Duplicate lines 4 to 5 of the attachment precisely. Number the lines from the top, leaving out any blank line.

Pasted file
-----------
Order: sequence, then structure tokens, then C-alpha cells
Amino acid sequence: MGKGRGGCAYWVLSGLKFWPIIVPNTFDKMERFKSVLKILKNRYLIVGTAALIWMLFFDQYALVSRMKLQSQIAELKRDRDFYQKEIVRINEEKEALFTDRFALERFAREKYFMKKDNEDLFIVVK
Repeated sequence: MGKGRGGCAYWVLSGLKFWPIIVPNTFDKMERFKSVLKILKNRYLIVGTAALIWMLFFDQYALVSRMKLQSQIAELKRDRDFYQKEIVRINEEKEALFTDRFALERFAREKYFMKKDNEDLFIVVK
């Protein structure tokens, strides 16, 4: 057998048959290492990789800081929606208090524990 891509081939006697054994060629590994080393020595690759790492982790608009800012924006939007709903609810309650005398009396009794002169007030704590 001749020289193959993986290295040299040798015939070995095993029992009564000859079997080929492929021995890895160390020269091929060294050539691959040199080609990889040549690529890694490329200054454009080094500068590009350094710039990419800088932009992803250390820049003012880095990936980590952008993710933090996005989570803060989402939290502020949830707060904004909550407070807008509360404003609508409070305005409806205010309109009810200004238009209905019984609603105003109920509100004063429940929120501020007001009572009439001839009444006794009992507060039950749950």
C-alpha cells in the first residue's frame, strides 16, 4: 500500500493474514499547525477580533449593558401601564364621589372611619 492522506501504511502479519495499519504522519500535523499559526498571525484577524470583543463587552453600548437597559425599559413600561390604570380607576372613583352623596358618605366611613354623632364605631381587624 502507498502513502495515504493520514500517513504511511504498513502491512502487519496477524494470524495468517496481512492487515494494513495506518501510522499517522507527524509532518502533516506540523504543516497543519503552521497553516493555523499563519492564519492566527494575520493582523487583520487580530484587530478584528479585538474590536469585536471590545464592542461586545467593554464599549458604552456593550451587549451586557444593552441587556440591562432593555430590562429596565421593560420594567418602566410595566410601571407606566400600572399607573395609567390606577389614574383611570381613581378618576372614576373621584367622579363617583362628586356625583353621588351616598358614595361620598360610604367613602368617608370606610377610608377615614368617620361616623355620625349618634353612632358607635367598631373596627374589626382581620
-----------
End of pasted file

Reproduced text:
């Protein structure tokens, strides 16, 4: 057998048959290492990789800081929606208090524990 891509081939006697054994060629590994080393020595690759790492982790608009800012924006939007709903609810309650005398009396009794002169007030704590 001749020289193959993986290295040299040798015939070995095993029992009564000859079997080929492929021995890895160390020269091929060294050539691959040199080609990889040549690529890694490329200054454009080094500068590009350094710039990419800088932009992803250390820049003012880095990936980590952008993710933090996005989570803060989402939290502020949830707060904004909550407070807008509360404003609508409070305005409806205010309109009810200004238009209905019984609603105003109920509100004063429940929120501020007001009572009439001839009444006794009992507060039950749950």
C-alpha cells in the first residue's frame, strides 16, 4: 500500500493474514499547525477580533449593558401601564364621589372611619 492522506501504511502479519495499519504522519500535523499559526498571525484577524470583543463587552453600548437597559425599559413600561390604570380607576372613583352623596358618605366611613354623632364605631381587624 502507498502513502495515504493520514500517513504511511504498513502491512502487519496477524494470524495468517496481512492487515494494513495506518501510522499517522507527524509532518502533516506540523504543516497543519503552521497553516493555523499563519492564519492566527494575520493582523487583520487580530484587530478584528479585538474590536469585536471590545464592542461586545467593554464599549458604552456593550451587549451586557444593552441587556440591562432593555430590562429596565421593560420594567418602566410595566410601571407606566400600572399607573395609567390606577389614574383611570381613581378618576372614576373621584367622579363617583362628586356625583353621588351616598358614595361620598360610604367613602368617608370606610377610608377615614368617620361616623355620625349618634353612632358607635367598631373596627374589626382581620